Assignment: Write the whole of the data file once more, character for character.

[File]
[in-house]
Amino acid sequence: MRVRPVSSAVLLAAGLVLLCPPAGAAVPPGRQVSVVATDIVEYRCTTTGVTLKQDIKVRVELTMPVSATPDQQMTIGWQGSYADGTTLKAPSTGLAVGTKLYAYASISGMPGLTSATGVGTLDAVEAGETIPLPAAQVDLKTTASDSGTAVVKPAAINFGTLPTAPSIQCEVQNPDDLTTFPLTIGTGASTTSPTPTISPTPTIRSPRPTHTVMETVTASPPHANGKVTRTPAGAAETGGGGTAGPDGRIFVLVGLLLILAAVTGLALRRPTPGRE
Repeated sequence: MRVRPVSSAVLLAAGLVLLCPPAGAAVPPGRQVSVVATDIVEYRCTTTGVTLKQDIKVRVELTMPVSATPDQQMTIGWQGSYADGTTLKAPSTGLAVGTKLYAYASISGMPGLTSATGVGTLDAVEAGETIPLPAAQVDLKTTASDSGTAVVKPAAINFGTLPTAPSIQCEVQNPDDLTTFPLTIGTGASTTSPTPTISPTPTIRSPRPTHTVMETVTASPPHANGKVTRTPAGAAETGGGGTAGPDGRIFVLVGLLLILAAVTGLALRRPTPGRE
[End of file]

[in-house]
Amino acid sequence: MRVRPVSSAVLLAAGLVLLCPPAGAAVPPGRQVSVVATDIVEYRCTTTGVTLKQDIKVRVELTMPVSATPDQQMTIGWQGSYADGTTLKAPSTGLAVGTKLYAYASISGMPGLTSATGVGTLDAVEAGETIPLPAAQVDLKTTASDSGTAVVKPAAINFGTLPTAPSIQCEVQNPDDLTTFPLTIGTGASTTSPTPTISPTPTIRSPRPTHTVMETVTASPPHANGKVTRTPAGAAETGGGGTAGPDGRIFVLVGLLLILAAVTGLALRRPTPGRE
Repeated sequence: MRVRPVSSAVLLAAGLVLLCPPAGAAVPPGRQVSVVATDIVEYRCTTTGVTLKQDIKVRVELTMPVSATPDQQMTIGWQGSYADGTTLKAPSTGLAVGTKLYAYASISGMPGLTSATGVGTLDAVEAGETIPLPAAQVDLKTTASDSGTAVVKPAAINFGTLPTAPSIQCEVQNPDDLTTFPLTIGTGASTTSPTPTISPTPTIRSPRPTHTVMETVTASPPHANGKVTRTPAGAAETGGGGTAGPDGRIFVLVGLLLILAAVTGLALRRPTPGRE